Dearbhail McDonald: Lifting veil of secrecy will shed light on family law
The public interest at times can justify the infringement of privacy, writes
FOR far too long, family law has been cloaked under a corrosive interpretation of the in camera rule of privacy. As a result of this privacy blanket, the operation of the family law courts has not commanded the proper levels of public confidence and scrutiny that it deserves.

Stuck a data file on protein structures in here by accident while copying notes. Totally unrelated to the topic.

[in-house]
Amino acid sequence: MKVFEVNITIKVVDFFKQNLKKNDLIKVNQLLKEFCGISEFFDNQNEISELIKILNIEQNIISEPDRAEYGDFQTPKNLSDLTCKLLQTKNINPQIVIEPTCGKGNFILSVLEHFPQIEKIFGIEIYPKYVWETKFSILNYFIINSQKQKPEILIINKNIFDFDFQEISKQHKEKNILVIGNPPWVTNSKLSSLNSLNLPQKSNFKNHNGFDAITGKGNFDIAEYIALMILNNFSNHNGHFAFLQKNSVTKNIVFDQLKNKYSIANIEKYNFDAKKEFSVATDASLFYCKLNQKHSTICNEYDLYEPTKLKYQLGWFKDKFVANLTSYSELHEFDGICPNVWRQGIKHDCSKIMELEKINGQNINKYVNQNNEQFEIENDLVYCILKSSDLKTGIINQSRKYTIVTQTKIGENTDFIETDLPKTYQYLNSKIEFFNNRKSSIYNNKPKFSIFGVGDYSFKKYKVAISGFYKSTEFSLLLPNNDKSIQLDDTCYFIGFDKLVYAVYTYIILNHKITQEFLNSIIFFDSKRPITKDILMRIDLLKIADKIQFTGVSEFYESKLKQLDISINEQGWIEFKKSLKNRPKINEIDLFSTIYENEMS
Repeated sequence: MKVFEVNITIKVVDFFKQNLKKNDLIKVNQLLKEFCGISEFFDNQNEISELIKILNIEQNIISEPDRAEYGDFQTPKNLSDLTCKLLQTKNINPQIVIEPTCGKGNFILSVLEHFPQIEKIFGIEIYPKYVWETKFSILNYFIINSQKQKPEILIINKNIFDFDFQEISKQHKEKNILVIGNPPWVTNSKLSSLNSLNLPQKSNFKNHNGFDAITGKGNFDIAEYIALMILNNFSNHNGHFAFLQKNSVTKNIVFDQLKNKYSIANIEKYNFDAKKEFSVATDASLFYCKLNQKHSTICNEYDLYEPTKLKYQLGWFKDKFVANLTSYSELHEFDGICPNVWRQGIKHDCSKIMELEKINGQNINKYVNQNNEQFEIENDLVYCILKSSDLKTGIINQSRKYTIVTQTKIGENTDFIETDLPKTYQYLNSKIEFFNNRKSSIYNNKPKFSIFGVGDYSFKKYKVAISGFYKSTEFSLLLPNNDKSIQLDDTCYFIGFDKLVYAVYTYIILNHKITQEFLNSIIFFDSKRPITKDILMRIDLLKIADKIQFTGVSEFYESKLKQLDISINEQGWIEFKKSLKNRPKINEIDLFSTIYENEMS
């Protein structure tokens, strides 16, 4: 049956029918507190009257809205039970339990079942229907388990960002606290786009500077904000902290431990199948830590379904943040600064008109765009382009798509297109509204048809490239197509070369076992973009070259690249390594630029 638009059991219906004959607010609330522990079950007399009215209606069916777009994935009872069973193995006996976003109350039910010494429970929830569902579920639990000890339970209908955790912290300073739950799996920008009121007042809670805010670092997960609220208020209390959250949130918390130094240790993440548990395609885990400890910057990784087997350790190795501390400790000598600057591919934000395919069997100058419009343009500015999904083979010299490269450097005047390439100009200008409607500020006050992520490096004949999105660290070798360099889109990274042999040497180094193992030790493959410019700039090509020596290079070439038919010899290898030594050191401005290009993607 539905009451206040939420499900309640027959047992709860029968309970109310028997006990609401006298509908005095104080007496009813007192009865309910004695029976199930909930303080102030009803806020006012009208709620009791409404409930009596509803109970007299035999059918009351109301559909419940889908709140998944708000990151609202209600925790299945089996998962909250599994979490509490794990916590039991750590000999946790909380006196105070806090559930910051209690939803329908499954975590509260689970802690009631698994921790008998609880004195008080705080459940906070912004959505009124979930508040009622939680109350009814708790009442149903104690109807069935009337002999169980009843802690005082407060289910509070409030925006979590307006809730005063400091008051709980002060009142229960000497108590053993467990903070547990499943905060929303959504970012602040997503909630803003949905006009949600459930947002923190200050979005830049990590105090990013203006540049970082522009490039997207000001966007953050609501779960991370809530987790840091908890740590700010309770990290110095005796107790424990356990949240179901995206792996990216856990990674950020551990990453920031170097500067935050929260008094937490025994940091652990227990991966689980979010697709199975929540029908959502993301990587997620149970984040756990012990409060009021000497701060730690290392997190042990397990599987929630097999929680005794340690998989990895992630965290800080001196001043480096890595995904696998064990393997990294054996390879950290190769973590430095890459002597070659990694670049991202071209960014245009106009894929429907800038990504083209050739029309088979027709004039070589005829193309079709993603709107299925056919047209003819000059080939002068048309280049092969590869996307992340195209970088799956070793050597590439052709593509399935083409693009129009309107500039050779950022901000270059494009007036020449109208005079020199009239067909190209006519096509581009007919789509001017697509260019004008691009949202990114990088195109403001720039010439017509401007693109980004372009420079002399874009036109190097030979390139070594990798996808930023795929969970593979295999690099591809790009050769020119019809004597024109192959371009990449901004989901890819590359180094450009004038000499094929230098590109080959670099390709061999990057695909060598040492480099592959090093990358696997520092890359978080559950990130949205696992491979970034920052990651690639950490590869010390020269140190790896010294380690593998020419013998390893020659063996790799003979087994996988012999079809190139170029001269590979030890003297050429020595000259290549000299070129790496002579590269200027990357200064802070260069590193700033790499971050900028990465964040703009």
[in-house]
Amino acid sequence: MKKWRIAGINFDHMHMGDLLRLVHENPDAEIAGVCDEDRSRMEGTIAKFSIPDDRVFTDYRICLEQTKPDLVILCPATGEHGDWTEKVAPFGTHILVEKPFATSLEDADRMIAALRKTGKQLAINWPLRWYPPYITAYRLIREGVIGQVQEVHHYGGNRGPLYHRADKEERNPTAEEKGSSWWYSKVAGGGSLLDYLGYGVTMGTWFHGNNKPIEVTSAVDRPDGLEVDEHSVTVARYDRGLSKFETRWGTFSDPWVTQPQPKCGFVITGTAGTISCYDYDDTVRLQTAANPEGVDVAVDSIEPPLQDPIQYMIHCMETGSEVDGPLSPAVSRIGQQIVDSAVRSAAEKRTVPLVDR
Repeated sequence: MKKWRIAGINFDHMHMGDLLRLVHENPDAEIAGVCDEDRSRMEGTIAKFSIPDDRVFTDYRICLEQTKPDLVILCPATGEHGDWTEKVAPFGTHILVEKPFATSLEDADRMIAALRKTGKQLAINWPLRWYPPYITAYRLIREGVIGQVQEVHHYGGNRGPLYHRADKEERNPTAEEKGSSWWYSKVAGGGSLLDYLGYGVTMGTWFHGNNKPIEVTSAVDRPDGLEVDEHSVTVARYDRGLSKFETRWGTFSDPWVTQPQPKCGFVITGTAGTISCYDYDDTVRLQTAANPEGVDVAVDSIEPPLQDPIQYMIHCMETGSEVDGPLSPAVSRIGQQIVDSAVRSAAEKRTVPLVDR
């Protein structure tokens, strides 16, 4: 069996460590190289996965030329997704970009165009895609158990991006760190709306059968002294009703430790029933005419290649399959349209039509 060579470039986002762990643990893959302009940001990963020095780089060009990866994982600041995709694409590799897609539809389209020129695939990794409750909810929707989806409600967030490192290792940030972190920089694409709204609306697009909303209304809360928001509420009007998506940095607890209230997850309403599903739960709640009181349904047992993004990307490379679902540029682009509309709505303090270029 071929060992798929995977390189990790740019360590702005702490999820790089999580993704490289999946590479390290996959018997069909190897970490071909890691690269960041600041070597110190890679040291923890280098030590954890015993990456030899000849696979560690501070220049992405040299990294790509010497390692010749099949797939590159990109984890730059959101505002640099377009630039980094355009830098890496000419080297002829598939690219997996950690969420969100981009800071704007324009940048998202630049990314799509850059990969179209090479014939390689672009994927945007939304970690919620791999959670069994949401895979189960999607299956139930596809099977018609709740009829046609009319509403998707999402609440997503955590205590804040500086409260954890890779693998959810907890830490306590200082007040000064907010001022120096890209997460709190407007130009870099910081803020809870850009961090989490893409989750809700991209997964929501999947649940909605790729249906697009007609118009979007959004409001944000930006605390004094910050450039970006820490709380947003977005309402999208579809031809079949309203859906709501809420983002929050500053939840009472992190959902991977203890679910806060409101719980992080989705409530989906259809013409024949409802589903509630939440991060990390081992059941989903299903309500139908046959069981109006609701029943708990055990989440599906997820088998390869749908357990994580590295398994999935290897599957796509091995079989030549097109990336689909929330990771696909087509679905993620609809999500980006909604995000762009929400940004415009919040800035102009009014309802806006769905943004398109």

As journalists, we hear on a daily basis about the perceived unequal struggle of fathers, married and unmarried, in the family law courts. We routinely hear complaints about a family law system that is perceived, by some, to be plagued by iniquity.
We have no way of confirming or dispelling the myths or perceptions that stalk the family law courts.